A new paper 'Inflammation and central nervous system Lyme disease' has just been published in the journal Neurobiology of Disease authored by Dr. Brian Fallon, Director of the Columbia Lyme and Tick-Borne Diseases Research Center, Dr. David Hardesty, Lyme Center Neurologist. and fellows Elizabeth Levin and Pernilla Schweitzer.
Neurologic manifestations of Lyme disease occur in 10-15% of individuals with untreated Lyme. This paper discusses the symptoms of neurologic Lyme and reviews experimental studies that provide insight into the possible mechanisms of inflammation following Borrelia infection and contributing risk factors.
A fascinating and potentially very important study has recently come out in the journal Science. The study reports on the discovery that 68% of patients with Chronic Fatigue Syndrome (CFS) carry the XMRV virus as compared to 3.7% of those without CFS.
Further work reported in the New York Times indicates that the virus has been found in 98% of patients with CFS.
The discovery of this retrovirus, if confirmed by other research groups, suggests that this virus is either the cause or an important secondary factor in CFS.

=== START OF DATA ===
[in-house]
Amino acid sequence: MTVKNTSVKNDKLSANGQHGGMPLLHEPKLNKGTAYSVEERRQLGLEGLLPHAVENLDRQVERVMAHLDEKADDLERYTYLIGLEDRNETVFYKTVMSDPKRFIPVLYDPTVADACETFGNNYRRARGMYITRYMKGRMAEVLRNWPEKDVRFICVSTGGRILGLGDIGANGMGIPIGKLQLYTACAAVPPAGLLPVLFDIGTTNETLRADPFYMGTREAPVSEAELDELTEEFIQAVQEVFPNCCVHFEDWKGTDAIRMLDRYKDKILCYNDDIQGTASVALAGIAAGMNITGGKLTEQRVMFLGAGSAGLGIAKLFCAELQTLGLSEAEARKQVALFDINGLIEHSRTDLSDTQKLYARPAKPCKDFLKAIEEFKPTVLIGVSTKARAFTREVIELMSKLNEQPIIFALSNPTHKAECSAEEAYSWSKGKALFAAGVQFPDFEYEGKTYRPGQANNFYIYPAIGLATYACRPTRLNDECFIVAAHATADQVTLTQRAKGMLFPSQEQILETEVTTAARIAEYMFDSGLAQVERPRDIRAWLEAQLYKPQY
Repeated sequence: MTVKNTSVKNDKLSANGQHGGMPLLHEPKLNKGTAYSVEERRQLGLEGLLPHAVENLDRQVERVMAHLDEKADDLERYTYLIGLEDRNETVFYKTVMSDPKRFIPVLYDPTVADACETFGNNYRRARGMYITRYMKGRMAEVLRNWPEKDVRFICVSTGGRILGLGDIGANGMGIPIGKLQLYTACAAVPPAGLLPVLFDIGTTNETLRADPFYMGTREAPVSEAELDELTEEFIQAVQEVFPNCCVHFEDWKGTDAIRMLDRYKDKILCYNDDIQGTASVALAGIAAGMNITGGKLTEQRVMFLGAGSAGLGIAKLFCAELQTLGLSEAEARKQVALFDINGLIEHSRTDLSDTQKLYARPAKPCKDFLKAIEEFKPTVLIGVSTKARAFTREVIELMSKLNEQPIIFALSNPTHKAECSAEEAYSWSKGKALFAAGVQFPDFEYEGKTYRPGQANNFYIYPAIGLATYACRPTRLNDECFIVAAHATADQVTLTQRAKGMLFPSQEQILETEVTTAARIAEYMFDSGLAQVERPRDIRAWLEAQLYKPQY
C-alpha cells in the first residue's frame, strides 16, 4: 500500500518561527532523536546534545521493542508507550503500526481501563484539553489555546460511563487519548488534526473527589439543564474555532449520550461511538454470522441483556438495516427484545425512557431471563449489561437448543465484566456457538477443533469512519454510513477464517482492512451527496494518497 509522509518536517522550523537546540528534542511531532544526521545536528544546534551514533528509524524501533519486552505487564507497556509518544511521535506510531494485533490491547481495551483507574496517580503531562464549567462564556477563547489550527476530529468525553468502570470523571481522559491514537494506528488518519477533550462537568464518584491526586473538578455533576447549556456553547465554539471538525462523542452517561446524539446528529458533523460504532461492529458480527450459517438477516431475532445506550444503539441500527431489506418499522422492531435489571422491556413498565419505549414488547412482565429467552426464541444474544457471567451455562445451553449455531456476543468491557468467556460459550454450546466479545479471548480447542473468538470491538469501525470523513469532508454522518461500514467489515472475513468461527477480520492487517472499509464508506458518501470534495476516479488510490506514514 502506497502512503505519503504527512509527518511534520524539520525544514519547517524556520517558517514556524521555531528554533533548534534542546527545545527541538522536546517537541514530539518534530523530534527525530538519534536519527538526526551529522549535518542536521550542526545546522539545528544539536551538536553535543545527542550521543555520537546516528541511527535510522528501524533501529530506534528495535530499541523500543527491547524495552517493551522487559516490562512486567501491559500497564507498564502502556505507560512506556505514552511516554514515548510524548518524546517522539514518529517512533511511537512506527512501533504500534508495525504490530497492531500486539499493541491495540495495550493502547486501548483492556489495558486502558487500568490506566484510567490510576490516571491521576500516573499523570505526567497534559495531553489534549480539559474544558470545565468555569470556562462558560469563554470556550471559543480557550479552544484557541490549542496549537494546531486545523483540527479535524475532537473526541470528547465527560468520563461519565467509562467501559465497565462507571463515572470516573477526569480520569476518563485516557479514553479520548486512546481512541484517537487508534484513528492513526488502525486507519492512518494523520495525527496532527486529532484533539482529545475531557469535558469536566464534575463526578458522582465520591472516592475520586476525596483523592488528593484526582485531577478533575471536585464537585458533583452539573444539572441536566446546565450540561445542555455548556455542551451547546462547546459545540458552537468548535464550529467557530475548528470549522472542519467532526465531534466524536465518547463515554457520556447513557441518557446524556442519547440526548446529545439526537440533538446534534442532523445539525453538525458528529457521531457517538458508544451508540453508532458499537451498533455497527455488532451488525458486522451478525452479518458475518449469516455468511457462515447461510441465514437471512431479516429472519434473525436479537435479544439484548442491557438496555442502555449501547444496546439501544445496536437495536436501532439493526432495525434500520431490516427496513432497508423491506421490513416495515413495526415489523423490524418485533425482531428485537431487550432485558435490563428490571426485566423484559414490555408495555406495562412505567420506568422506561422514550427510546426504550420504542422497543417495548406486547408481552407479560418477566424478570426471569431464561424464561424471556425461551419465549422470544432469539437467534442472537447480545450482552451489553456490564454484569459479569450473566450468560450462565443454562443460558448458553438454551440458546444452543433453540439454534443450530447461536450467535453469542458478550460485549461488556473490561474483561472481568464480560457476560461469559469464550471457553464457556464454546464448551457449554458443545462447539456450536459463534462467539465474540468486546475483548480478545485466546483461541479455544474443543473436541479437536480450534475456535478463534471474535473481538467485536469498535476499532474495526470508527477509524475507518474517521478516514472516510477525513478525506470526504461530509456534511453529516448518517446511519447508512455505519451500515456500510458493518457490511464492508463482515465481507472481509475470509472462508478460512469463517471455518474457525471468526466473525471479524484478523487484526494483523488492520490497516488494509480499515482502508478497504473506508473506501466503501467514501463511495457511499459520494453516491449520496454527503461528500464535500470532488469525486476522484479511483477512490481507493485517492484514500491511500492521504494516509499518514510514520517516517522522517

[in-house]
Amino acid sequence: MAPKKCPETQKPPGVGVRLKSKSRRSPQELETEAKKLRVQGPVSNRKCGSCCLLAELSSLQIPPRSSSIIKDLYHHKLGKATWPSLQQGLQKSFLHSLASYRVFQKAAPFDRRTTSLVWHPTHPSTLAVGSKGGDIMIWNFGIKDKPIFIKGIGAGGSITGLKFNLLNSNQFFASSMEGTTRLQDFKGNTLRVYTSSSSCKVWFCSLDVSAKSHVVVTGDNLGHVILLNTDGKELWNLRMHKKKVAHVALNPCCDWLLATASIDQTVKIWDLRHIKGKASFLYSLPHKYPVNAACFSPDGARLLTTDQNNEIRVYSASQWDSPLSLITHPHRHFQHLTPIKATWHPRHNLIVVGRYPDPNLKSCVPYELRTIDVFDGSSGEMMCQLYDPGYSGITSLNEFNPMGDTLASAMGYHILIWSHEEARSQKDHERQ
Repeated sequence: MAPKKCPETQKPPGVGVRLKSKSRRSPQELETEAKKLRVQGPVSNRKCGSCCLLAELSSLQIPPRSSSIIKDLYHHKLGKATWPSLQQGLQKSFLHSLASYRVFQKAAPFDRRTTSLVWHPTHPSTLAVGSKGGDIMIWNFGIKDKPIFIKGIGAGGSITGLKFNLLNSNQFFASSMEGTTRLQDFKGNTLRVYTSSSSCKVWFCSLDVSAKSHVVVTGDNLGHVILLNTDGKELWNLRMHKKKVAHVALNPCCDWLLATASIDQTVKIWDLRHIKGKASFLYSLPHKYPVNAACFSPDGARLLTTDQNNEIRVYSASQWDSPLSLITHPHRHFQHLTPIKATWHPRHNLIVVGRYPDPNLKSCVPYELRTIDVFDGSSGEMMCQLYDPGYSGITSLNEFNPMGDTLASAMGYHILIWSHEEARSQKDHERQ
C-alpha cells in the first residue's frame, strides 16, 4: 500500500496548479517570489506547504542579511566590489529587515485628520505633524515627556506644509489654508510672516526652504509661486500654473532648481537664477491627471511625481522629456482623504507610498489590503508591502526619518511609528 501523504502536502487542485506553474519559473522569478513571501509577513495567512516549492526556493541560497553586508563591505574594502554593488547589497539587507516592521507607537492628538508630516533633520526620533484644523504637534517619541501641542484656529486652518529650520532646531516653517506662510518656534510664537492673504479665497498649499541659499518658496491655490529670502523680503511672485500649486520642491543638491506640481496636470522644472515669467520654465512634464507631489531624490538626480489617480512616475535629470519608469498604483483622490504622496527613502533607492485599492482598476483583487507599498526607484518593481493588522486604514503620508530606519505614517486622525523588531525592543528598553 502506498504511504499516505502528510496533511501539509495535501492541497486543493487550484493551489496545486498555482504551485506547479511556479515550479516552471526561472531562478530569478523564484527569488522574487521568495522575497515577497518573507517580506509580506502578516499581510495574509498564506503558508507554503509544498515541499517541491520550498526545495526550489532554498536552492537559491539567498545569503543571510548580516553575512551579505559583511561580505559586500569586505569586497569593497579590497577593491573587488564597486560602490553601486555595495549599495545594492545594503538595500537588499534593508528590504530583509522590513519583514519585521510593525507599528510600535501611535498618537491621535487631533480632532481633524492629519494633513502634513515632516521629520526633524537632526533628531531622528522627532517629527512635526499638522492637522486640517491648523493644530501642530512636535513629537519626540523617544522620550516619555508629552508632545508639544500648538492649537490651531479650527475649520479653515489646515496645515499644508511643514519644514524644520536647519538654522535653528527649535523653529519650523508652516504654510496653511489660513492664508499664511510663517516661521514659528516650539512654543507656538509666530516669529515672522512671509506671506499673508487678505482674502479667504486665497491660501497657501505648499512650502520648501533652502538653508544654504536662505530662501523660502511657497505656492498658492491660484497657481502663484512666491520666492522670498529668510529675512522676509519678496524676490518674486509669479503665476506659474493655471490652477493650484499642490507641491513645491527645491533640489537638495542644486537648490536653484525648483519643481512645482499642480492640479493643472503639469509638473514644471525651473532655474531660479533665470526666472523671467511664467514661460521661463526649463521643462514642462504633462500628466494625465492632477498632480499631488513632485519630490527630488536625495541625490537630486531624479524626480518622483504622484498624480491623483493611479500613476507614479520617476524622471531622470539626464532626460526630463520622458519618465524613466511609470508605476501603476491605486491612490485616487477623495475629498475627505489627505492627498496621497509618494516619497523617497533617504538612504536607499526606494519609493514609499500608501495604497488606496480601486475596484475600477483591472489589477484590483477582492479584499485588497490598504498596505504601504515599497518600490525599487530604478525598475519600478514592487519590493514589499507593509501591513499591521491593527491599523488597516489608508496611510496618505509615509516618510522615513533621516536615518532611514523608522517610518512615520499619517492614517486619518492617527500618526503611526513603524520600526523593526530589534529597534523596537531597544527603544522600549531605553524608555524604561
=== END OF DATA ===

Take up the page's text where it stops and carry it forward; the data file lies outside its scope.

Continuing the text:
This finding has implications for Lyme research as it is possible that patients who carry this virus when co-infected with Lyme go on to have persistent symptoms because:
a) of activation of the latent virus;
b) infection with Lyme or another tick-borne disease lowers the immune surveillance making the individual more susceptible to "catch" the virus; or
c) the presence of the virus and the spirochete together act synergistically to induce an array of illness symptoms or to prevent eradication or control of either organism.
In any case, given that the symptoms of CFS are so similar to the symptoms of patients with chronic persistent Lyme symptoms, especially shared problems with fatigue and cognition, research in this area may shed important light on the mechanisms underlying the perpetuation of chronic symptoms.
In terms of treatment, if this virus is thought to be causal, then retroviral treatments that are used for treating HIV may be very helpful for patients with chronic persistent symptoms.
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